How much cologne is too much?
If you asked me back in high school, I would have told you that the limit does not exist. As a teenager, I had my grooming routine down pat. I’d wake up, lather with scented body soap in the shower, and proceed to wreak havoc with my bottle of Axe. I’d generously spritz the deodorant beneath my arms, around my chest, and below my waist until enough wafted from the bathroom and into my bedroom.
Next, I’d walk over to my dresser and choose between L’Homme Yves Saint Laurent ($58; nordstrom.com), Davidoff Cool Water ($70; macys.com), or Liz Claiborne’s Curve for Men ($30; amazon.com). In similarly obsessive format, I’d splash some onto my left wrist, my right wrist, and the left and right side of my neck. The top of my head and chest would follow, and after that, I’d spray some into the air and walk directly into the mist.
I smelled like a walking mistake.
To my knowledge, there’s no metric that helps us gauge exactly how much fragrance to apply. However, wearing too much is a major cultural faux pas. We’ve illustrated ways to wear perfume intelligently and even figured out what to do once it’s too late. But what’s up with my inability to step away from the bottle after just one spray?
I’ll place the blame on my Latin family. Growing up as the youngest of three in a household with a mother, father, grandmother and two aunts, I was everyone’s human plaything. When it came to lathering up the baby, my family didn’t turn to expensive toxin-free products with zero harmful ingredients. Instead, they turned to a product that used to cost less than a sad desk lunch, Baby Magic Mennen colonia para bebés ($14; amazon.com). In English, baby cologne.
The product apparently originated in the 1950s and was marketed toward “every lady-in-waiting” by “notable models and actresses in couture.” In the ‘90s, however, this was Miami’s Talk. Of. The. Town. Every Latin mother obviously had to have the best smelling baby around, and every Latin mother obviously turned to Mennen. Claro que si!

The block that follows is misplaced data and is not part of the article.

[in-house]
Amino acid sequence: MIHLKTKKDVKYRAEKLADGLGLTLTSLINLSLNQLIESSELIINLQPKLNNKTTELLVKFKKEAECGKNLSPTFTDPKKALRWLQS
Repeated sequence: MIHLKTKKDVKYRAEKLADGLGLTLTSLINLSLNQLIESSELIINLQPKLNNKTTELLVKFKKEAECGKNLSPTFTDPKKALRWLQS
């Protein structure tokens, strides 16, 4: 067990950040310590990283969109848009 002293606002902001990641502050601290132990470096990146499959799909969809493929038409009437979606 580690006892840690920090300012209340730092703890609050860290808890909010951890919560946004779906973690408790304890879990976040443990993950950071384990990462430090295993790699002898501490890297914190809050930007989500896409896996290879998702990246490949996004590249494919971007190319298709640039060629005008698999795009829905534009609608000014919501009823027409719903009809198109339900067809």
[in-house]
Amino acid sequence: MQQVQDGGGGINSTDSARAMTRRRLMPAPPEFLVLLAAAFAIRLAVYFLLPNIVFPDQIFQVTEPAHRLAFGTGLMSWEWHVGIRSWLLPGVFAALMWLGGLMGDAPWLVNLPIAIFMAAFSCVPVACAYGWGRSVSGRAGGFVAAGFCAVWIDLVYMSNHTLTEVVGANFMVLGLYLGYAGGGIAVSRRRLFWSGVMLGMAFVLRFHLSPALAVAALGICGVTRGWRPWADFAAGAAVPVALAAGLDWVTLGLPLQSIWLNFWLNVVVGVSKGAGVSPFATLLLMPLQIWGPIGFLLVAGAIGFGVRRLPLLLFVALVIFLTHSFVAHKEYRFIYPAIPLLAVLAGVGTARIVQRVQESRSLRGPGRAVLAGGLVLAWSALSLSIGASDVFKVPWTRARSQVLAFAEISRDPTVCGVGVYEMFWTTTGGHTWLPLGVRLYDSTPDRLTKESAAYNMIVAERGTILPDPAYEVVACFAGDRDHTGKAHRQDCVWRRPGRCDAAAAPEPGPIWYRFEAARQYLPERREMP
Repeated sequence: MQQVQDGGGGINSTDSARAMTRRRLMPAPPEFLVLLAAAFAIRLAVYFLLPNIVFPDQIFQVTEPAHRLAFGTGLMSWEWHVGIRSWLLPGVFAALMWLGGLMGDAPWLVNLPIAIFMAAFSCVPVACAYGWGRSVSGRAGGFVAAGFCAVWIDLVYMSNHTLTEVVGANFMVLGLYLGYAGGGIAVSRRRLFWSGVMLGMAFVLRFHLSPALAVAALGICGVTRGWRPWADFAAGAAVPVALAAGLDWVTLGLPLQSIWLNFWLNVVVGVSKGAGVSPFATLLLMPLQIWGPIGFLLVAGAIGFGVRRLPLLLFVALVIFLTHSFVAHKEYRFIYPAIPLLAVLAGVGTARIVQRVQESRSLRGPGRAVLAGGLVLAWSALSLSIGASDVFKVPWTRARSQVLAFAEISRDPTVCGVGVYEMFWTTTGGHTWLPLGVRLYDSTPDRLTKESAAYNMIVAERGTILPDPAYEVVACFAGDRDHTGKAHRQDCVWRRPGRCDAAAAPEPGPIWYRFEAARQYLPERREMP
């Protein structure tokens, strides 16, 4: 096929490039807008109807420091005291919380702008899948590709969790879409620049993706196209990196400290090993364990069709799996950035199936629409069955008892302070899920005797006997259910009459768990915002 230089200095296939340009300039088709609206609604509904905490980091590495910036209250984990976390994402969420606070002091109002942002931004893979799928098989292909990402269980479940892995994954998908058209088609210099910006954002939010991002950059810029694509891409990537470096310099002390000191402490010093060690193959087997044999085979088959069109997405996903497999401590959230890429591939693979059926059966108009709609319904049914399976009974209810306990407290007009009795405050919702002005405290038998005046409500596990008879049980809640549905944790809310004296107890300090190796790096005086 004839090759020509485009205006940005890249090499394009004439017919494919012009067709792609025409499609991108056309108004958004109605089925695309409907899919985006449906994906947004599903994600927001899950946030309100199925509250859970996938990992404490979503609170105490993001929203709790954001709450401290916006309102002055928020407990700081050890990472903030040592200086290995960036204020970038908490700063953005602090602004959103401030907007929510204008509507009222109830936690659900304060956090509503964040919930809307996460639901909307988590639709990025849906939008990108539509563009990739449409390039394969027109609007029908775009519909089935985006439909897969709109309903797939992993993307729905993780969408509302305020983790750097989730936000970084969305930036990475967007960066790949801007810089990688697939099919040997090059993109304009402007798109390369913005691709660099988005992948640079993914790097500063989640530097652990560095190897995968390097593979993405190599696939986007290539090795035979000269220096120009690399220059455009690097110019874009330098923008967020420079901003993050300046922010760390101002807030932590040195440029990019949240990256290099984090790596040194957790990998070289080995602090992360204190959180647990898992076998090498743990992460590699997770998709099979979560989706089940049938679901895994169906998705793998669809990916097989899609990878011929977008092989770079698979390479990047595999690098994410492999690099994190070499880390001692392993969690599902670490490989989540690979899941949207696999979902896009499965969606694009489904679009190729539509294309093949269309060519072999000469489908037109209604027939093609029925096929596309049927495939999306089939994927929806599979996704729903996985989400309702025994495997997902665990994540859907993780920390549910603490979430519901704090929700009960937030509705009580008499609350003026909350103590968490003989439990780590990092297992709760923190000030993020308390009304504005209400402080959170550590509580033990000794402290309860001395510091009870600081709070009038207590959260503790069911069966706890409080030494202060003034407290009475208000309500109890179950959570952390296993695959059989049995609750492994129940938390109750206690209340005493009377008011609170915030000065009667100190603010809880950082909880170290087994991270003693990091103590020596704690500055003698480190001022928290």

Mine was no exception. My mom would gently apply the potion quite literally everywhere: on my forearms, my tummy, my thighs, in between those cute little ripples of fat every chubby baby develops on their body.
The act of applying fragrance on babies is something deeply ingrained in certain Latin American cultures and Nicaraguan families like my own. But we also turned to fragrance as a form of armor, a shield against criticism. As a child, the women I grew up with couldn’t afford to purchase a $60+ perfume bottle on the reg, but they could walk into a local discount store and go ham. And so they did. It made them, and, in retrospect me, feel like we had it all.
When I was a toddler, I’d run up to my mom after bathing and ask for la colonia amarilla, the yellow cologne. Dabbing it on made me feel comfortable. It made me feel fancy. Eventually, my tastes developed and I moved on from the baby cologne to cologne for men, but my love for smelling good all day long didn’t vanish.
Today, I’ve learned to keep my application somewhat under control. My two favorites? Maison Margiela Jazz Club ($126; nordstrom.com) and Tom Ford Black Orchid ($120; nordstrom.com). And despite the fact that these are each so potent, I can’t help but apply more than I now know I should.
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Indeed, there are a lot of opinions about how to properly apply perfume or cologne. You’re technically not supposed to rub your wrists together. For that, I’m guilty as charged. I spray one wrist, rub it with the other, and move on to spray my neck or chest. Oddly enough, I’ll sometimes switch it up and spray the top of my head as I did when I as a kid.
I know my process is intense, even a little weird, but as Gloria Gaynor once sang, “I am what I am.” Each spritz gives me confidence, makes me feel comforted. And that’s enough for me to continue to wear it proudly.